Analysis of Self Esteem Research

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Self-esteem has become an increasingly popular social term throughout history. In their scientific paper “The Development of Self-Esteem” Orth and Robins investigate multiple aspects of self-esteem. First, they investigate the trajectory of self-esteem throughout one’s life and observe trends in this trajectory across multiple studies. They also discuss what personality traits tend to lead to higher reports of self-esteem in individuals.

The stability of self-esteem is also discussed as Orth and Robins investigate whether self-esteem is contingent of a person’s successes and failures in life. One major application discussed in the paper was whether self-esteem is a predictor of overall success in life in terms of creating lasting relationships, health, and wealth. Below the findings for these questions and insights will be discussed and be used to answer a hypothetical question.

When analyzing the results of studies conducted on the trajectory of self-esteem Orth and Robins discovered common trends. What typically occurs is a steady increase in self-esteem from adolescence to adulthood with a peak around age 55. After this peak a steep decline in self-esteem is observed for the remainder of the person’s life (Orth and Robins 2014). Although men tend to report higher levels of self-esteem than women, gender did not influence the trajectory of self-esteem. Ethnicity however, did play a part in affecting the trend of self-esteem. One example provided was that African Americans, when compared to Americans of European descent, have a sharper increase in self-esteem from adolescence to adulthood as well as a sharper decline from midlife into late adulthood (Orth and Robins 2014)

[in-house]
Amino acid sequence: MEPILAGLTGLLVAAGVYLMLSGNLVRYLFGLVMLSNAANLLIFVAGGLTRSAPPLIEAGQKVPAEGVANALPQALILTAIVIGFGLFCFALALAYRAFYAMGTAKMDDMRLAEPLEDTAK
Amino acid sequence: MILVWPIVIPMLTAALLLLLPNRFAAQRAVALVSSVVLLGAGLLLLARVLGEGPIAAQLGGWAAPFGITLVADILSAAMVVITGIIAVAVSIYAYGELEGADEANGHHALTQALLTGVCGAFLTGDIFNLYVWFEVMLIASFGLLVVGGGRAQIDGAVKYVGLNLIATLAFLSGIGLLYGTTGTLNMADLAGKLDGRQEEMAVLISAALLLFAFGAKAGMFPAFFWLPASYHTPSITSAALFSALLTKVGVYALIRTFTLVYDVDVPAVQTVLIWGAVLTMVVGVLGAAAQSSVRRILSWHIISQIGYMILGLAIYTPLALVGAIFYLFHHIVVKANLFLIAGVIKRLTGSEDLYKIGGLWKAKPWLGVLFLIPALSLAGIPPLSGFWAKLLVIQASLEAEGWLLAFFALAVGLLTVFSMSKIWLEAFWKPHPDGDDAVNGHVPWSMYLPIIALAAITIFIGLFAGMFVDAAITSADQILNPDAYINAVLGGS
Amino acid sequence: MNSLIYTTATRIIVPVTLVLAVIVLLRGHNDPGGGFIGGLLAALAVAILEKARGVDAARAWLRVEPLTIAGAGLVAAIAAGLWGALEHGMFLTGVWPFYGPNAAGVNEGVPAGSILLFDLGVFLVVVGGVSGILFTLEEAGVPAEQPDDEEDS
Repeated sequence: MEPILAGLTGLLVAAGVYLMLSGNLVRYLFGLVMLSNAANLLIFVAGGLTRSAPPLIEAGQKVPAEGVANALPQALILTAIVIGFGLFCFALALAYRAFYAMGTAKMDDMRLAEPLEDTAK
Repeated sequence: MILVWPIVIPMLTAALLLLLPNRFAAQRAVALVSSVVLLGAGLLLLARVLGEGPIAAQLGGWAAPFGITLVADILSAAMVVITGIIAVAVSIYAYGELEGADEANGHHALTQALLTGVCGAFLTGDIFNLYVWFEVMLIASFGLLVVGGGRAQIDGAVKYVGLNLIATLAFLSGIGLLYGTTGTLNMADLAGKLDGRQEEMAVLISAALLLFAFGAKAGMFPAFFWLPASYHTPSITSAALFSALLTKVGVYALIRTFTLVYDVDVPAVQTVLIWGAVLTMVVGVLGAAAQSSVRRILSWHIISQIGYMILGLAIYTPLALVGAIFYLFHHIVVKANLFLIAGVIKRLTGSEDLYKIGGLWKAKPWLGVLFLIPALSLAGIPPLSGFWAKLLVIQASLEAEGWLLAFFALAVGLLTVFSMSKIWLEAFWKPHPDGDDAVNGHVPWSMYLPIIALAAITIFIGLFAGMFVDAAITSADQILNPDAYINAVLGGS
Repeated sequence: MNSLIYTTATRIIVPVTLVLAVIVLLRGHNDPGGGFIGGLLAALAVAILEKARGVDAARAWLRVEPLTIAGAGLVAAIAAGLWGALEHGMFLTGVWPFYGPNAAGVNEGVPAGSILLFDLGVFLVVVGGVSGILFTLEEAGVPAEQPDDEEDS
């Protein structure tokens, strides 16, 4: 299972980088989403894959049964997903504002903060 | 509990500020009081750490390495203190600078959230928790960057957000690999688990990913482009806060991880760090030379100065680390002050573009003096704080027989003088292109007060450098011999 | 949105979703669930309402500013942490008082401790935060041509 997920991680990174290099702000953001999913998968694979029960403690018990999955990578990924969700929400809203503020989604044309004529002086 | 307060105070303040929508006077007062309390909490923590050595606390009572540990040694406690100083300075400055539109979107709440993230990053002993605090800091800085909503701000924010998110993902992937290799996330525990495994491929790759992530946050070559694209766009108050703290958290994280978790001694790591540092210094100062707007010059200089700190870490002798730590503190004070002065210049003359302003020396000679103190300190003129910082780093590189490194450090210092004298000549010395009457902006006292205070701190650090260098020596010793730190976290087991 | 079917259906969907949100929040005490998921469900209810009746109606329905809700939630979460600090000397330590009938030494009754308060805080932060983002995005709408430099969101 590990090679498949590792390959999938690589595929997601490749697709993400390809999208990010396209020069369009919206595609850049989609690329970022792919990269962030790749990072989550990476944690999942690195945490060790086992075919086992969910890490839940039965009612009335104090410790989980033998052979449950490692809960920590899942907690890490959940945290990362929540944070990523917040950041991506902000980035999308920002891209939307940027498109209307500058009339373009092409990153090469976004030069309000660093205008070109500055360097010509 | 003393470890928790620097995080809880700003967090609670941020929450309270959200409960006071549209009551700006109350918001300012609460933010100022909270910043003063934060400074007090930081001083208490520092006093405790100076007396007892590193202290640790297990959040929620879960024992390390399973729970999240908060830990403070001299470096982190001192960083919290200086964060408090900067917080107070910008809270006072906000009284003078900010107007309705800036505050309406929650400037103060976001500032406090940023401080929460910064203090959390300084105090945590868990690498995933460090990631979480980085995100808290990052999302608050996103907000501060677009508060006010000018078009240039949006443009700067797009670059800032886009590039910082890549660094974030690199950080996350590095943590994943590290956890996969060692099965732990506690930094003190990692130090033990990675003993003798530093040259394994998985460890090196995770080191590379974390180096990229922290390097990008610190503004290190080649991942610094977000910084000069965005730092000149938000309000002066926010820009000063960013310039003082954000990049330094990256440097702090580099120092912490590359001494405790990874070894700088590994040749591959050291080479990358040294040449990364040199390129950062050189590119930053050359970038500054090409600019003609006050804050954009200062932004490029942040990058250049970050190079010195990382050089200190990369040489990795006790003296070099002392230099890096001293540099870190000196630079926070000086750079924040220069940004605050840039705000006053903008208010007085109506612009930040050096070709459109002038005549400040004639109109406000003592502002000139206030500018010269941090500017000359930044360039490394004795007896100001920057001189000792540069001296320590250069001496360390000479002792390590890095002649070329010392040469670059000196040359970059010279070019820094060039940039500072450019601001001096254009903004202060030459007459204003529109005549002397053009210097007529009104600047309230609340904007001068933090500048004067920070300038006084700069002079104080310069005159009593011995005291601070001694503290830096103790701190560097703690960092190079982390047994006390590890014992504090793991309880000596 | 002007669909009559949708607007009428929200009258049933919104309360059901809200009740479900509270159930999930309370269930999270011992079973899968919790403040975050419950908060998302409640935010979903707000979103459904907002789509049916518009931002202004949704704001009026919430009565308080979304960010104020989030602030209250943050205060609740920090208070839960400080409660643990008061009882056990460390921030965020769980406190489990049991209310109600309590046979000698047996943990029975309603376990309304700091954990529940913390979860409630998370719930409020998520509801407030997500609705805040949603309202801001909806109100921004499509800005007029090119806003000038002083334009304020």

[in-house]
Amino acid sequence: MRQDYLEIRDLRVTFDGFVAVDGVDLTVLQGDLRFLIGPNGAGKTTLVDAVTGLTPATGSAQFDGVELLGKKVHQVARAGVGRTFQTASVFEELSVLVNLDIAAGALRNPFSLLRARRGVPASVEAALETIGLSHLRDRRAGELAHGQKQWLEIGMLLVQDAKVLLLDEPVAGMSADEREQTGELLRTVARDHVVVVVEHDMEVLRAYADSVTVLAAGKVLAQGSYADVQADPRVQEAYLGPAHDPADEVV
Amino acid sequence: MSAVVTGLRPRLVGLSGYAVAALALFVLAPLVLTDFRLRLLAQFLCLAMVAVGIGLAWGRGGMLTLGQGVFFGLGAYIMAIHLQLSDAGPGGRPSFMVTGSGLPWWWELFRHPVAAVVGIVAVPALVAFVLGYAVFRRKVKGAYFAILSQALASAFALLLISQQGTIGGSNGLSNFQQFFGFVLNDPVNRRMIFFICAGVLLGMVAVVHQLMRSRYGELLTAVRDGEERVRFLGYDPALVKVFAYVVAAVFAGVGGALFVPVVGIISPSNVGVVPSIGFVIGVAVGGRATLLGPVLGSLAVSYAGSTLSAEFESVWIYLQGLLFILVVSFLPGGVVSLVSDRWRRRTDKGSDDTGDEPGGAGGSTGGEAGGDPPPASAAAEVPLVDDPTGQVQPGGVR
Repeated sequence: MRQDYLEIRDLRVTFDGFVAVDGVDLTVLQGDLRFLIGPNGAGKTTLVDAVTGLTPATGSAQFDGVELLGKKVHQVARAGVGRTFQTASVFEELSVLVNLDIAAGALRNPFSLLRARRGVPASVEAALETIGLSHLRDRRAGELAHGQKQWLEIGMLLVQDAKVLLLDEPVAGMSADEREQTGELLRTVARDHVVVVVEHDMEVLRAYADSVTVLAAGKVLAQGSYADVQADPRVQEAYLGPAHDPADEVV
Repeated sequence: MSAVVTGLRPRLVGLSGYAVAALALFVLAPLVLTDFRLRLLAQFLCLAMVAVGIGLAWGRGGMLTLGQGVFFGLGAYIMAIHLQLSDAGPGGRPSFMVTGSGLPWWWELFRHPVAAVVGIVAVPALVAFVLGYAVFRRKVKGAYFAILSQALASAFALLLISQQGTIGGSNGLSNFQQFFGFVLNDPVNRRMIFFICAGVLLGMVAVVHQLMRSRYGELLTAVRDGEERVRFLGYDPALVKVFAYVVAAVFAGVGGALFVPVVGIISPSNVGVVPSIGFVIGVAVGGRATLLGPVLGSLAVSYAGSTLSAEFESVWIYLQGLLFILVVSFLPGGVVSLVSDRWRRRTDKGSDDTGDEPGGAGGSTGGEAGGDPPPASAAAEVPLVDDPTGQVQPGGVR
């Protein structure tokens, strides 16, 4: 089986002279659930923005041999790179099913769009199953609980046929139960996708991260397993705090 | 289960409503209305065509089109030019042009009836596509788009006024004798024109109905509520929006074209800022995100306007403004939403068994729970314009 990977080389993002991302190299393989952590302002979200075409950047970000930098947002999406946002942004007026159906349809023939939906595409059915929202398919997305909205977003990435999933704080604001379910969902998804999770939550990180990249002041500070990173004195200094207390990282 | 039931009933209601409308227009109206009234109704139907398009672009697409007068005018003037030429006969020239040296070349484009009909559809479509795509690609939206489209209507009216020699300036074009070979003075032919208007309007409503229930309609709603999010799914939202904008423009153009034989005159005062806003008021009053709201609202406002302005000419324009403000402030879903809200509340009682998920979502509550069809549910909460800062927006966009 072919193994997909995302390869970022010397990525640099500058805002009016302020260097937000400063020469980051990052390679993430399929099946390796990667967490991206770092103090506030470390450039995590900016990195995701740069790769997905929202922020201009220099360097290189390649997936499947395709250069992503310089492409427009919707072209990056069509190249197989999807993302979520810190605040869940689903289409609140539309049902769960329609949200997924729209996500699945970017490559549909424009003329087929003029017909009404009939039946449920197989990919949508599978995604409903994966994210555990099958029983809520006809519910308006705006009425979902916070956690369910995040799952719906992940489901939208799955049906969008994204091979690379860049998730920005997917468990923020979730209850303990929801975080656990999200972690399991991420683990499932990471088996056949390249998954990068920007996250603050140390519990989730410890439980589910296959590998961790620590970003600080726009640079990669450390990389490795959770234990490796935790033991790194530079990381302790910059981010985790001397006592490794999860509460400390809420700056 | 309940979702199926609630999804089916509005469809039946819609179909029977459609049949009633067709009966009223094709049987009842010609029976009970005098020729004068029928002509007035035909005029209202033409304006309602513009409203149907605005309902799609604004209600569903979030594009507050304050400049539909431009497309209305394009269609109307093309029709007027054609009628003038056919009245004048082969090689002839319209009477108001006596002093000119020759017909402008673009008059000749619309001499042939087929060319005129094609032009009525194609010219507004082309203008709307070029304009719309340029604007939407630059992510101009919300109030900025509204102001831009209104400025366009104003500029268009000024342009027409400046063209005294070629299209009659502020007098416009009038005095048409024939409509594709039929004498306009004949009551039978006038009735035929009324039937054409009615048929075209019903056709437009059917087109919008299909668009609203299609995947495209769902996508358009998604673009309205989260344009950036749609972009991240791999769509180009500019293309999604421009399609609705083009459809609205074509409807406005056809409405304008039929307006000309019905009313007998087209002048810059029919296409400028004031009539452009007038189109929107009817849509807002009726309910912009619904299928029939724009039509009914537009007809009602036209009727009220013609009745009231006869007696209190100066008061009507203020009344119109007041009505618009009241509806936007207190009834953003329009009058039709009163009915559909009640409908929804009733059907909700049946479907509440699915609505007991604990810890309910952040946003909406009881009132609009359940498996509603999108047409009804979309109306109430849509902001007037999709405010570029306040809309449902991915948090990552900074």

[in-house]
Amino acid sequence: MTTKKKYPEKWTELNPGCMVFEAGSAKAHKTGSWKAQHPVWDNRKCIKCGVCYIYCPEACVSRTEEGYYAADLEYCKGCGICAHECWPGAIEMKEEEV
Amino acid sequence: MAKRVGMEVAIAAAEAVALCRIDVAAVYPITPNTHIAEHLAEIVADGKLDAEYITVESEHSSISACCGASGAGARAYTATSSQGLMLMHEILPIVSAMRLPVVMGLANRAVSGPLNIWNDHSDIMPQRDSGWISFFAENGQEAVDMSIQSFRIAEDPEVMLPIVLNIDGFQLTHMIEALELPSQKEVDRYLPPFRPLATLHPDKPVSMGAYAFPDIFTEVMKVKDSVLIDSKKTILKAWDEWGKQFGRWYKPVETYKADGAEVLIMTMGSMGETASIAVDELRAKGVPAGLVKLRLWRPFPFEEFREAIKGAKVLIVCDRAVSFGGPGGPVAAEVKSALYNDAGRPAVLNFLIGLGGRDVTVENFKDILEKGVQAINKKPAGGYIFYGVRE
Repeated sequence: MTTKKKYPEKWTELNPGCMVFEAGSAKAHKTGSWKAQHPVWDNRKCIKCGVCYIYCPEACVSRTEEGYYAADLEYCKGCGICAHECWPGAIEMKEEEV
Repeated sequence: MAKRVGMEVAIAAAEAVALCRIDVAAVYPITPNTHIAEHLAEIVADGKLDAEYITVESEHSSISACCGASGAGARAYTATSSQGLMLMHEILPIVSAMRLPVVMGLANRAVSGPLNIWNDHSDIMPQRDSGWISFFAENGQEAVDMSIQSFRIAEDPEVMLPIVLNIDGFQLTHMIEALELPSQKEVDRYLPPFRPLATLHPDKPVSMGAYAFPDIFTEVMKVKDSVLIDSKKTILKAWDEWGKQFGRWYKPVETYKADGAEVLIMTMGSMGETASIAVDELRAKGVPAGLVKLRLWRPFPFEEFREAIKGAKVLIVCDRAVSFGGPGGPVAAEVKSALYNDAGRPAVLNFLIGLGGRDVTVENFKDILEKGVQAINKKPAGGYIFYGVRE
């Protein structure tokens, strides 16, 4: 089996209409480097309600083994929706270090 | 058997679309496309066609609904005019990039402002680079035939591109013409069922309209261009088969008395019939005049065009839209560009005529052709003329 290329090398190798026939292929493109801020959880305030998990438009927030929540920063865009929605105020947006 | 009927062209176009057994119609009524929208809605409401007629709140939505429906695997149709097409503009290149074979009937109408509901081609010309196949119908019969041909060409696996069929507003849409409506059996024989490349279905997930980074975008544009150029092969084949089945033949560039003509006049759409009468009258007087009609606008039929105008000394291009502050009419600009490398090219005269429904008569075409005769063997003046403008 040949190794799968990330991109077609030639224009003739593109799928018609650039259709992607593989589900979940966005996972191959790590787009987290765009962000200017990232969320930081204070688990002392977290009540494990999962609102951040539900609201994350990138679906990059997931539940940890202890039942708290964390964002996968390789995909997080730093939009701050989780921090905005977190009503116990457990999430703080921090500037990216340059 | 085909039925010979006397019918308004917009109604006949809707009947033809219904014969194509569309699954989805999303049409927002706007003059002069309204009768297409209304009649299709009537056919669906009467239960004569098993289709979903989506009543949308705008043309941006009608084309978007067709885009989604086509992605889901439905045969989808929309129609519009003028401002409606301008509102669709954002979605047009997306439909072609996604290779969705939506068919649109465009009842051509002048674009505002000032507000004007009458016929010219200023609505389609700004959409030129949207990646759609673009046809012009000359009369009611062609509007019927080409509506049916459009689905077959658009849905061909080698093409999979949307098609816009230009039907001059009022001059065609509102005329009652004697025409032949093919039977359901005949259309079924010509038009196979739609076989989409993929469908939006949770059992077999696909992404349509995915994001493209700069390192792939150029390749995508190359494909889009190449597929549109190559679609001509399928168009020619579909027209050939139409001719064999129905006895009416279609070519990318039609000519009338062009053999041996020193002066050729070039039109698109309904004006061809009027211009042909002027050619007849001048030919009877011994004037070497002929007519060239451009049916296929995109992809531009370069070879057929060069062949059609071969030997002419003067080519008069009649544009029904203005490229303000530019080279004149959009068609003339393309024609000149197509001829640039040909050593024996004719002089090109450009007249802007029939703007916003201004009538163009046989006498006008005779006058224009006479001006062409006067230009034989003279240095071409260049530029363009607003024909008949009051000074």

The stability of self-esteem trajectory was also observed in their scientific paper. Orth and Robins looked to answer the question of whether self-esteem fluctuate based on the given situation or whether it changed only gradually and slowly throughout time (Orth and Robins 2014). References to multiple studies suggest that self-esteem behaves more like personality traits, changing gradually over time. However, other studies do show that there can be slight variances in one’s self esteem, much like how one’s trait of extrovertism can be altered (Orth and Robins 2014).

One of the most important questions investigated the Orth and Robins’ scientific paper was whether self-esteem had any effect on one’s overall success. Studies show that self-esteem can be thought of as a predictor of life success rather than a result of that success (Orth and Robins 2014). When self-esteem becomes too dependent on one’s success and other external factors, it can indicate dysfunction in one’s life because it shows how the person does not have a strong feeling of self-worth (Orth and Robins 2014).

The studies referenced in the scientific paper have helped identify two groups at risk of low self-esteem. Adolescents and the elderly are these high-risk groups although the extent of the low self-esteem can vary. Knowing these are the high-risk groups can help professionals identify risk factors and target the underlying issues that may be causing this low self-esteem (Orth and Robins 2014).